What is needed instead is an end-to-end methodology for mapping the storage I/O performance requirements at the host or VM level, to the corresponding storage resource on the back-end. In this manner, application QoS can be granularly tuned BEFORE the I/O leaves the VM.

In fact, hypervisor vendors are increasingly providing storage software services, like snapshotting, thin provisioning and data replication, directly into the hypervisor operating system itself. This allows for more fine grained control of storage resources as they can now be managed per each individual guest OS, rather than at the disk array LUN/ volume level.

Likewise, storage QoS might be better managed if it were integrated at the host or hypervisor layer rather than at the disk controller layer, for a top down approach to storage management. In this architecture, the host would provide the storage controller functionality and serve up access to the appropriate disk storage resources based on the profile of the underlying VM. In this manner, storage performance could be tuned at the VM level BEFORE storage I/O requests leave the requesting application.

Virtualized Resource Control

For example, the host could have access to a mix of high performance storage resources like PCIe Flash and drive form-factor SSD, along with conventional hard disk drives, and allocate VM access to this media based on pre-defined QoS policies. A mission critical SQL database might be assigned a Platinum QoS service-level and be granted access to PCIe Flash capacity, while a VM providing access to user home directories may have Silver level QoS and be given access to hard disk drive storage.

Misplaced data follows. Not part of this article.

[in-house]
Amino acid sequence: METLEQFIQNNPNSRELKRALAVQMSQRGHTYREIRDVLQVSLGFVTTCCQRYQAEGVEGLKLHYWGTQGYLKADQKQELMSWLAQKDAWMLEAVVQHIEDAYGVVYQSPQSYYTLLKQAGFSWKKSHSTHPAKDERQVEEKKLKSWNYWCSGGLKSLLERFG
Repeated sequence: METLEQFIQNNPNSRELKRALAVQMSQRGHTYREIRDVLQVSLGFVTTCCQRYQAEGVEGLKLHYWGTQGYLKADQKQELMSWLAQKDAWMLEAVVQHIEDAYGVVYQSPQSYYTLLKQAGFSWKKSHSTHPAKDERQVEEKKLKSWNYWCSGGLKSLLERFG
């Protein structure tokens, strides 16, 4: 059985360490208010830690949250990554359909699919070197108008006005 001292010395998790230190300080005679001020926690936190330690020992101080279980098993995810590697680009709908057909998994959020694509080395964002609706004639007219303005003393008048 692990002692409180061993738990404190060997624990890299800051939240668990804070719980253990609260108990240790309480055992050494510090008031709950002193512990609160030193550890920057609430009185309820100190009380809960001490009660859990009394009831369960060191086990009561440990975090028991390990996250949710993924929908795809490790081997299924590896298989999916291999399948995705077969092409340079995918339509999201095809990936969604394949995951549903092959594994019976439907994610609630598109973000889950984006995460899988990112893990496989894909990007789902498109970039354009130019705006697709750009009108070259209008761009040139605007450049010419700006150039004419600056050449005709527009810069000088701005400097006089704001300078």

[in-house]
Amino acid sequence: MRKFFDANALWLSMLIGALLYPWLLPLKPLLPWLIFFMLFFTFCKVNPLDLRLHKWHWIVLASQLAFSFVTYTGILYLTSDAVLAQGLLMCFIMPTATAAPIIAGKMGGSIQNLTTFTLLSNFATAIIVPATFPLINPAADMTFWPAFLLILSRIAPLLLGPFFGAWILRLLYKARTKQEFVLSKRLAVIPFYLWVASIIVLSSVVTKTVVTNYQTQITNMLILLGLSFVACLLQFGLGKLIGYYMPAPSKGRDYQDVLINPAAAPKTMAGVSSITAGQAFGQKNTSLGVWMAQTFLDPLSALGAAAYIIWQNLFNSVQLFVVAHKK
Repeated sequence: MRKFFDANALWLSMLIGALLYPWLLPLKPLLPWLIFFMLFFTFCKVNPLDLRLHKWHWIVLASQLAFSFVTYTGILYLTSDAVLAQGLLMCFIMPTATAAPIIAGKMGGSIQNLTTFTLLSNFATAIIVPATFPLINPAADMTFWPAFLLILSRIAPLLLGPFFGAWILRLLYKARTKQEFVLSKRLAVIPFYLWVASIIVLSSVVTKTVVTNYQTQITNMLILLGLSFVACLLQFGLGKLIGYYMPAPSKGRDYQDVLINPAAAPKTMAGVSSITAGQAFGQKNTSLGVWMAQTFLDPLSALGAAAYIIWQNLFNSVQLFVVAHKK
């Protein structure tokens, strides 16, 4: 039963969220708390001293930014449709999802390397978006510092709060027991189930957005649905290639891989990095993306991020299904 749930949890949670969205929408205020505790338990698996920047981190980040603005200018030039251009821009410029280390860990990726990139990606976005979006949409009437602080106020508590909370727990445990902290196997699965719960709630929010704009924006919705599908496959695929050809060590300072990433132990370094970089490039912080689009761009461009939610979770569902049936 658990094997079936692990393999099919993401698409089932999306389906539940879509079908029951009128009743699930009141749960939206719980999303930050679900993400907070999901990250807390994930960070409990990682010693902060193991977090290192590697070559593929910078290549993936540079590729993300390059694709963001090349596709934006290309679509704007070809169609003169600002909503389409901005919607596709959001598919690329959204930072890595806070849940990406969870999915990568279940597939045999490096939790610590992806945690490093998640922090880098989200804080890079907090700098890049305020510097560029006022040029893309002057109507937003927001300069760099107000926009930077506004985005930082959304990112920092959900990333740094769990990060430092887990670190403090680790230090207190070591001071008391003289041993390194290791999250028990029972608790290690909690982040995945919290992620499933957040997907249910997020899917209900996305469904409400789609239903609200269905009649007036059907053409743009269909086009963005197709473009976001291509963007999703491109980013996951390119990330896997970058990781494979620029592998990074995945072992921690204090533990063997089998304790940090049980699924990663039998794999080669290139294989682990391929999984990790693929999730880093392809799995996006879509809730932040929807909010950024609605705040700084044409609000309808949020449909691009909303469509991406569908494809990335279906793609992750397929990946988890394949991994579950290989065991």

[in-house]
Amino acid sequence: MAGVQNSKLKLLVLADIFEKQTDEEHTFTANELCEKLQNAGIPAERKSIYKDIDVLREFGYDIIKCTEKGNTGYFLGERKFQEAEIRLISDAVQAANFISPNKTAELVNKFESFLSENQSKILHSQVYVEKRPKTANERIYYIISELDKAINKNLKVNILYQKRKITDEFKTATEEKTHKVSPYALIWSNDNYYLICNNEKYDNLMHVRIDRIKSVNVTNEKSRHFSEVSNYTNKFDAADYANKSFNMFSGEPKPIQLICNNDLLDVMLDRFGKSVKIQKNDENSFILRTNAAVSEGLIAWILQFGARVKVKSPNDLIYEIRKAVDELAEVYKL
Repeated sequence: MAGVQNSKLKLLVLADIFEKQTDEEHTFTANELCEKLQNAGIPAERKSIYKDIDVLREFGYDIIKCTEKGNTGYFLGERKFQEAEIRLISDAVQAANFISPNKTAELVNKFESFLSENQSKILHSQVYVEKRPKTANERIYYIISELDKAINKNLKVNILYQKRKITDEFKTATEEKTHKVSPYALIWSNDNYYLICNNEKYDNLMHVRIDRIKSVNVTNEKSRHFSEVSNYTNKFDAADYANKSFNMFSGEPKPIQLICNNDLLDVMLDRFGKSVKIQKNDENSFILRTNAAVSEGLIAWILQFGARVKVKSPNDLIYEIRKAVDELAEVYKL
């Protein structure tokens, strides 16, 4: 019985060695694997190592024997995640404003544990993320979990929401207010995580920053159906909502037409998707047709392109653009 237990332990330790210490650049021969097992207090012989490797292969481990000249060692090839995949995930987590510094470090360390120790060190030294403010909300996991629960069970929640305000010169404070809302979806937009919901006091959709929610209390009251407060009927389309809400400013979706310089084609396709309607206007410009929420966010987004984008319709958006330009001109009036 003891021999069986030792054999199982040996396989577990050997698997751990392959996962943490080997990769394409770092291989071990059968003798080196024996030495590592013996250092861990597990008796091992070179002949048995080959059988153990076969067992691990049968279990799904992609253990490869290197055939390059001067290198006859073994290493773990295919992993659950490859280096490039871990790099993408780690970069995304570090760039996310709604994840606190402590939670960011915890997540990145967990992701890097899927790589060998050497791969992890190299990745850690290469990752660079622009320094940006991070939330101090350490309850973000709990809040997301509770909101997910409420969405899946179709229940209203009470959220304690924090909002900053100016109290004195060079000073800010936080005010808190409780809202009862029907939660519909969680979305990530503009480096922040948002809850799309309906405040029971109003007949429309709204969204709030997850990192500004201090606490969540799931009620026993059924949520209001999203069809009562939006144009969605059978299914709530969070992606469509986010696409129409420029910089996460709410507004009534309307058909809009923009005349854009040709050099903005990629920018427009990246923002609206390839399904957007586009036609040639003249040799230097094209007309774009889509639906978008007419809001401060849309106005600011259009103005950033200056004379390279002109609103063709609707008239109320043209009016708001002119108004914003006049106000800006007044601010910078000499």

A mix of storage QoS policies can exist within the same host and profiles could easily be adjusted to allow applications to gain access to faster storage resources as workloads change. As importantly, with this architecture, by moving the storage controller functionality out of the array and into the server, storage planners can scale-out storage performance as hosts are added to the environment. This is a cost-effective, “just-in-time” approach to achieving “n +1” cloud compute and storage performance scaling in the data center.

Grid Based QoS

Since storage capacity would not be locked into the servers, it could scale independently from the server/hosts. Furthermore, the environment would also be highly resilient as each independent server node would have an awareness of its peers in the environment to form a grid based storage infrastructure.